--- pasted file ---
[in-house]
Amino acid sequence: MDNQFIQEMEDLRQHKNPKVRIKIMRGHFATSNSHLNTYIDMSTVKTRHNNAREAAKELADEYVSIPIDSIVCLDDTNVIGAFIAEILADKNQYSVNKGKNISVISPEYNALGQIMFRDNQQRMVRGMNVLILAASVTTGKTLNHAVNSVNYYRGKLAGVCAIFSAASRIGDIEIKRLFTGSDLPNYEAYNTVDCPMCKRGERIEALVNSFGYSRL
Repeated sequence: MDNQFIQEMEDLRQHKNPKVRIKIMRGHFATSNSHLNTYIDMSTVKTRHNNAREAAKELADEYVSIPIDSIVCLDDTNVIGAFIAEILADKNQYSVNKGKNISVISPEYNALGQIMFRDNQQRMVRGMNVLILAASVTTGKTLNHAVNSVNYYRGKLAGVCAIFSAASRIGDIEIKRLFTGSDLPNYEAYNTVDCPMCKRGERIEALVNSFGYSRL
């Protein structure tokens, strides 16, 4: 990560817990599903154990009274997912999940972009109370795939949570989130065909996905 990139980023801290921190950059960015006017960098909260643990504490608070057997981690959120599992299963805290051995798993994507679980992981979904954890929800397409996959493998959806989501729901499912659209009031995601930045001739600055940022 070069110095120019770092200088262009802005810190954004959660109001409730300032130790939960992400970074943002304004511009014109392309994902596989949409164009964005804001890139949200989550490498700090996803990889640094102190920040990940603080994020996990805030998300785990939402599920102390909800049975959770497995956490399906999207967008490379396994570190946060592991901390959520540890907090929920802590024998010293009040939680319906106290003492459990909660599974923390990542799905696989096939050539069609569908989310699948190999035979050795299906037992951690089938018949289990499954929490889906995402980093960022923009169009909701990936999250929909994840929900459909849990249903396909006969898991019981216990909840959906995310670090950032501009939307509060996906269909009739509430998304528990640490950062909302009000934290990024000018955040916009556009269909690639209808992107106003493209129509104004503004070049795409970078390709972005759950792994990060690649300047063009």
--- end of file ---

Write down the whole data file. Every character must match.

[in-house]
Amino acid sequence: MDNQFIQEMEDLRQHKNPKVRIKIMRGHFATSNSHLNTYIDMSTVKTRHNNAREAAKELADEYVSIPIDSIVCLDDTNVIGAFIAEILADKNQYSVNKGKNISVISPEYNALGQIMFRDNQQRMVRGMNVLILAASVTTGKTLNHAVNSVNYYRGKLAGVCAIFSAASRIGDIEIKRLFTGSDLPNYEAYNTVDCPMCKRGERIEALVNSFGYSRL
Repeated sequence: MDNQFIQEMEDLRQHKNPKVRIKIMRGHFATSNSHLNTYIDMSTVKTRHNNAREAAKELADEYVSIPIDSIVCLDDTNVIGAFIAEILADKNQYSVNKGKNISVISPEYNALGQIMFRDNQQRMVRGMNVLILAASVTTGKTLNHAVNSVNYYRGKLAGVCAIFSAASRIGDIEIKRLFTGSDLPNYEAYNTVDCPMCKRGERIEALVNSFGYSRL
């Protein structure tokens, strides 16, 4: 990560817990599903154990009274997912999940972009109370795939949570989130065909996905 990139980023801290921190950059960015006017960098909260643990504490608070057997981690959120599992299963805290051995798993994507679980992981979904954890929800397409996959493998959806989501729901499912659209009031995601930045001739600055940022 070069110095120019770092200088262009802005810190954004959660109001409730300032130790939960992400970074943002304004511009014109392309994902596989949409164009964005804001890139949200989550490498700090996803990889640094102190920040990940603080994020996990805030998300785990939402599920102390909800049975959770497995956490399906999207967008490379396994570190946060592991901390959520540890907090929920802590024998010293009040939680319906106290003492459990909660599974923390990542799905696989096939050539069609569908989310699948190999035979050795299906037992951690089938018949289990499954929490889906995402980093960022923009169009909701990936999250929909994840929900459909849990249903396909006969898991019981216990909840959906995310670090950032501009939307509060996906269909009739509430998304528990640490950062909302009000934290990024000018955040916009556009269909690639209808992107106003493209129509104004503004070049795409970078390709972005759950792994990060690649300047063009």